Fujifilm's X-T2 camera pairs a familiar design with 4K video

The new mirrorless arrives in September for $1,600 (£1,400).

Based on recent conversations with Fujifilm camera users, I know many of them couldn't wait for the X-T1 successor to be announced. And well, that day is finally here. Today, Fujifilm introduced its new X-T2 mirrorless shooter, a major upgrade over the X-T1 from 2014. The X-T2 features a 24.3-megapixel (APS-C) X-Trans CMOS III sensor without a low-pass filter, which should help capture sharp, DSLR-like images. Additionally, there's an X-Processor Pro chip that, according to Fujifilm, uses improved algorithms to produce a more accurate autofocus system (325 single points, 91 zone).

What's more, in a first for the X-Series line of digital cameras, Fujifilm's X-T2 can shoot 4K video at 24, 25 and 30 fps. That's something fans of the brand had been asking for, but we'll see whether the UHD quality (3,840 x 2,160) meets people's expectations. For now, recording in 4K is limited to up to 10 minutes at a time, though this could change later with a firmware update. That said, you also have the option to shoot for longer periods in 1080p (15 minutes) or 720p (30 minutes) at 24, 25, 30, 50 and 60 fps.

Like its predecessor, the X-T2 comes with a weather-resistant design, as well as an OLED electronic viewfinder, a 3-inch tilting LCD screen and WiFi for remote control and sharing pictures to mobile devices. The X-T2's continuous shooting mode is a decent 8 fps, while the ISO range clocks in at 100-21,600 (52,000 with the High setting). And don't forget you have Fujifilm's trademark physical dials at your disposal. All told, the X-T2 is a solid alternative to the X-Pro 2 -- at least on paper.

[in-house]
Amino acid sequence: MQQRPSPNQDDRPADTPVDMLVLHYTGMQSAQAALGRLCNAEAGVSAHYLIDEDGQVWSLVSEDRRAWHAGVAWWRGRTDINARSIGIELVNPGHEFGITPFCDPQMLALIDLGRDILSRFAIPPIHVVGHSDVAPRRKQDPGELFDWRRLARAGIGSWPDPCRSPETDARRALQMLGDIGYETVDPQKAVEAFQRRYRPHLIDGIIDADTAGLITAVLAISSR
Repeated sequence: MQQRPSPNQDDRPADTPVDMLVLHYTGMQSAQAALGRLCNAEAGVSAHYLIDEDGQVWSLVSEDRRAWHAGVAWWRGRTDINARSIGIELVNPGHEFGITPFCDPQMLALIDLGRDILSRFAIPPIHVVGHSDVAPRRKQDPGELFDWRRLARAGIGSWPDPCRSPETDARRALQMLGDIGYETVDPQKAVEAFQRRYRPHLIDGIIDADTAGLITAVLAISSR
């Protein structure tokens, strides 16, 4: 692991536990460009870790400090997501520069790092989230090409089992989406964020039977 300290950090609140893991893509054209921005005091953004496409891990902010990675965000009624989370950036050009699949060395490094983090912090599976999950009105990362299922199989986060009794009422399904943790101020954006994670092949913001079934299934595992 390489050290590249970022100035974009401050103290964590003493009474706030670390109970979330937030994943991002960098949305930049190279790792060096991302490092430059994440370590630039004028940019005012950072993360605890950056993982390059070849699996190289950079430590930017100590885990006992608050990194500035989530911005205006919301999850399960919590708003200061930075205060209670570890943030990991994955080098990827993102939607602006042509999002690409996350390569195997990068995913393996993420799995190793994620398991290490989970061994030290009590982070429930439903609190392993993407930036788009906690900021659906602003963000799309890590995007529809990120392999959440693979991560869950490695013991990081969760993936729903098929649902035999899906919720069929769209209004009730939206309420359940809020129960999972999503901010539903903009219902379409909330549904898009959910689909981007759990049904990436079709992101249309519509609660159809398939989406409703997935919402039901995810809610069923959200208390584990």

The X-T2 won't be cheap when it arrives in September. You'll need to pay $1,600 (£1,400) just for the body, or $1,900 (£1,649) for a kit that includes an XF 18-55mm lens.

Update: We had the chance to check out the X-T2 at a media event in New York City. As expected, Fujifilm's new mirrorless camera feels incredible in the hands, thanks to its familiar ergonomics and that sleek design made out of strong magnesium-alloy. Most importantly, it performs as advertised. It didn't take long for me to notice the overhauled AF system -- it's both speedy and accurate, whether you have a still or moving subject in front of you.

Unfortunately, we couldn't bring any sample images with us, but we'll have some to share ahead of the X-T2's release date. That said, one thing is for sure: you'll want to get the external grip to make the most out of the camera. Not only does the $329 add-on let you record up to 30 minutes of 4K video at once (10 without it), but it also takes continuos shooting to a max of 11 fps with a mode called Boost.

You could argue that those are features you shouldn't have to pay extra for, but Fujifilm says the X-T2 requires the grip's two extra batteries to achieve said performance. We won't make a full judgment on the X-T2 just yet, but there's no denying that it promises to be one of the best mirrorless cameras on the market. We'll find out soon enough.